Last week’s stock market sell-off and comments by Democratic presidential candidates about a looming recession, may freak you out.
Take a deep breath. An economic collapse is not happening tomorrow.
There are some areas of concern, but the U.S. economy is strong. Americans are spending. Unemployment is low. We are still growing.
Here are 5 indicators about the current health of the economy:
Retail Sales are UP! In July, retail sales gained nearly one percentage point (0.7 percent) and it beat expectations. Online sales driven by Amazon Prime Day gave spending a big boost, but department stores, restaurants, and electronic outlets also rose sharply.
Americans have confidence in the economy, the jobs market, and their financial situation to spend and they’re spending. That is keeping the economy going.
Productivity is UP! Second-quarter U.S. productivity rose a healthy 2.3 percent annual rate which beat the expected 1.7 percent rate.
Economic growth is UP! Second-quarter gross domestic product (GDP) rose 2.1 percent. While this was lower than the 3.1 percent growth rate, it still is as good if not better than economic growth under the Obama Administration which we were told to accept was the new normal.
Small Business Optimism is UP! In July, optimism among small business owners about sales, expansion plans, and business conditions rose 1.4 points to 104.7. Small businesses are critical to job creation. According to Bureau of Labor Statistics, small businesses created nearly two out of every three net private-sector jobs created since the end of the recession.
Unemployment is LOW and stable. Holding steady at 3.7 percent the unemployment rate is at near-record lows.
There are areas of concern with the economy. Manufacturing production fell in July, the second decline in the past four months. This represents the production of durable goods like washing machines, furniture, and refrigerators as well as non-durable goods such as food, cigarettes, paper products, and cleaning supplies.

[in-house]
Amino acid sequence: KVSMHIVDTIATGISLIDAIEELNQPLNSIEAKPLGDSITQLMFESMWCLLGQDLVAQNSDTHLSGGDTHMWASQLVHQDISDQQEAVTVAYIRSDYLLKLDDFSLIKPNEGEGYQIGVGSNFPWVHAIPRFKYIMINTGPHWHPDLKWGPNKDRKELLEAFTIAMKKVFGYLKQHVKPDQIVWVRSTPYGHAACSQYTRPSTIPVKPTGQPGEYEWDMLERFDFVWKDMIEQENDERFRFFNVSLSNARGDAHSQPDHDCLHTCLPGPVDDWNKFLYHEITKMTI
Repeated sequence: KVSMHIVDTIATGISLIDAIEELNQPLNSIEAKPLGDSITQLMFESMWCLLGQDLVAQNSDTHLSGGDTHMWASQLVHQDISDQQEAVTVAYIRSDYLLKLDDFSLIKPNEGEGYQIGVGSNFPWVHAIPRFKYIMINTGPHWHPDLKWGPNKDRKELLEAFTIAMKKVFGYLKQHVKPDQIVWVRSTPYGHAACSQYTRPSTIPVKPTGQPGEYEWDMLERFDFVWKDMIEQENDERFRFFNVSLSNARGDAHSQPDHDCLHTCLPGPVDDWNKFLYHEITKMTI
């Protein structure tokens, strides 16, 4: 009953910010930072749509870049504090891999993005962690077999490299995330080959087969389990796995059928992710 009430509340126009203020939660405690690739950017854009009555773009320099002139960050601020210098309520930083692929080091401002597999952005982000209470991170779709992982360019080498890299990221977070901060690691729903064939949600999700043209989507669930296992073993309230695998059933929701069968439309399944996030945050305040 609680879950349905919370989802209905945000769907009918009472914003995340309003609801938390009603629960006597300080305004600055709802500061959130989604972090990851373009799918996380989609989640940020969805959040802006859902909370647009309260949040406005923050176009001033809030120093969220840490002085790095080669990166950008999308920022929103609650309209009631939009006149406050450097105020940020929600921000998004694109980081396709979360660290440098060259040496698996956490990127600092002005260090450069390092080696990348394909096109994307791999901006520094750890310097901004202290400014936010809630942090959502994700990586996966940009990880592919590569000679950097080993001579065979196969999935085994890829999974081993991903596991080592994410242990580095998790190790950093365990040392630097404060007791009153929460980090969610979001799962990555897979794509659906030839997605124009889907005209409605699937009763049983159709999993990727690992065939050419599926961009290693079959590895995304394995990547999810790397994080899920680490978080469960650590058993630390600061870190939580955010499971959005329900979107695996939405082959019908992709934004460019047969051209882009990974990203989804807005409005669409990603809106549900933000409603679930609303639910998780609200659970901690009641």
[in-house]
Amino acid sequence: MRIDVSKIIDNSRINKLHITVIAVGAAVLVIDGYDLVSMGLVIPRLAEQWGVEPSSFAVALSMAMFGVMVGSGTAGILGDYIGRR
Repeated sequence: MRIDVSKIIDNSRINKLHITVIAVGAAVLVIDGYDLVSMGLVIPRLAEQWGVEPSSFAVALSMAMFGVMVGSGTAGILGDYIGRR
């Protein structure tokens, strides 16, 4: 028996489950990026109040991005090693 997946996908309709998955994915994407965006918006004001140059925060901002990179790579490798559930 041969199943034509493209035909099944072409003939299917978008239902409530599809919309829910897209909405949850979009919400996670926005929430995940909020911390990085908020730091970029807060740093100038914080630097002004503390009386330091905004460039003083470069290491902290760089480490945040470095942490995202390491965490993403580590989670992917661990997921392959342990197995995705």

Some economists point to the escalating trade tensions with China and the tariffs as slowing manufacturing.
However, the fear of a recession in the very near future are overblown unless a major economic shock suddenly occurs.
Recessions are part of a normal economic cycle. We are on an extraordinary 10-year expansion, so contraction (recession) is a normal expectation.
The $1 million dollar question is when a recession will occur (and how severe)? No one knows for certain.
A survey of over 200 economists out today finds just 2 percent expect a recession this year, down from 10 percent in a similar survey earlier this year. Over a third believe a slowing economy will fall into recession in 2021 – up from 25 percent — and 38 percent predict that it will occur in 2020.
Again, these are just predictions.
As consumers, we should be aware of the economy's ups and downs, but not allow fear to paralyze our current spending or future purchasing plans. Consumers power the economy. If we close our wallets, then we will undoubtedly cause the economy to shut down.
Sadly, candidates are using fear-mongering over the economy as a political tool in the 2020 election cycle.
Instead, our national leaders should encourage Americans families to build up their emergency funds, get back into the labor force if they’ve been out for a while, and take a long-term approach to investing that isn’t moved by daily market fluctuations.
The sky is not falling and Americans shouldn’t be fooled into thinking it is.